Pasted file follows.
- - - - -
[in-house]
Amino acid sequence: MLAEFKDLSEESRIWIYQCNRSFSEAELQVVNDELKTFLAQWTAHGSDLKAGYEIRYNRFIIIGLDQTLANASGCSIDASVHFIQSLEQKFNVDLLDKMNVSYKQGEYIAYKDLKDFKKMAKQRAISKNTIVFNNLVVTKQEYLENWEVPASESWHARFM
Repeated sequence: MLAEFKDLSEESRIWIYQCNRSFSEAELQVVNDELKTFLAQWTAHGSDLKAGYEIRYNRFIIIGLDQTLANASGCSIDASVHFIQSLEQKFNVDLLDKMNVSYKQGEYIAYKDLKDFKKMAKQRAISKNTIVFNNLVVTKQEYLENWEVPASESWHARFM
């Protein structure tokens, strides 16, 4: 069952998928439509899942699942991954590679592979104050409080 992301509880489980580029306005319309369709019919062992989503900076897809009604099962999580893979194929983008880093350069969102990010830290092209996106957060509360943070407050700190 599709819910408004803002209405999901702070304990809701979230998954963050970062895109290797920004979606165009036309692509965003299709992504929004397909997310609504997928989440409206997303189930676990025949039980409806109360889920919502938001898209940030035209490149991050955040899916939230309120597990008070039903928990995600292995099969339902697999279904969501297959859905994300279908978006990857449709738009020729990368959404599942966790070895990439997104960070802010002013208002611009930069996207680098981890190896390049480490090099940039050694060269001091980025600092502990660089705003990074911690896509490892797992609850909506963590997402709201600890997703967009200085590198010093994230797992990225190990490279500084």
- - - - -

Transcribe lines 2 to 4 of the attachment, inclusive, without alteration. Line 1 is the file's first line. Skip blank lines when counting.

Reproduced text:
Amino acid sequence: MLAEFKDLSEESRIWIYQCNRSFSEAELQVVNDELKTFLAQWTAHGSDLKAGYEIRYNRFIIIGLDQTLANASGCSIDASVHFIQSLEQKFNVDLLDKMNVSYKQGEYIAYKDLKDFKKMAKQRAISKNTIVFNNLVVTKQEYLENWEVPASESWHARFM
Repeated sequence: MLAEFKDLSEESRIWIYQCNRSFSEAELQVVNDELKTFLAQWTAHGSDLKAGYEIRYNRFIIIGLDQTLANASGCSIDASVHFIQSLEQKFNVDLLDKMNVSYKQGEYIAYKDLKDFKKMAKQRAISKNTIVFNNLVVTKQEYLENWEVPASESWHARFM
């Protein structure tokens, strides 16, 4: 069952998928439509899942699942991954590679592979104050409080 992301509880489980580029306005319309369709019919062992989503900076897809009604099962999580893979194929983008880093350069969102990010830290092209996106957060509360943070407050700190 599709819910408004803002209405999901702070304990809701979230998954963050970062895109290797920004979606165009036309692509965003299709992504929004397909997310609504997928989440409206997303189930676990025949039980409806109360889920919502938001898209940030035209490149991050955040899916939230309120597990008070039903928990995600292995099969339902697999279904969501297959859905994300279908978006990857449709738009020729990368959404599942966790070895990439997104960070802010002013208002611009930069996207680098981890190896390049480490090099940039050694060269001091980025600092502990660089705003990074911690896509490892797992609850909506963590997402709201600890997703967009200085590198010093994230797992990225190990490279500084």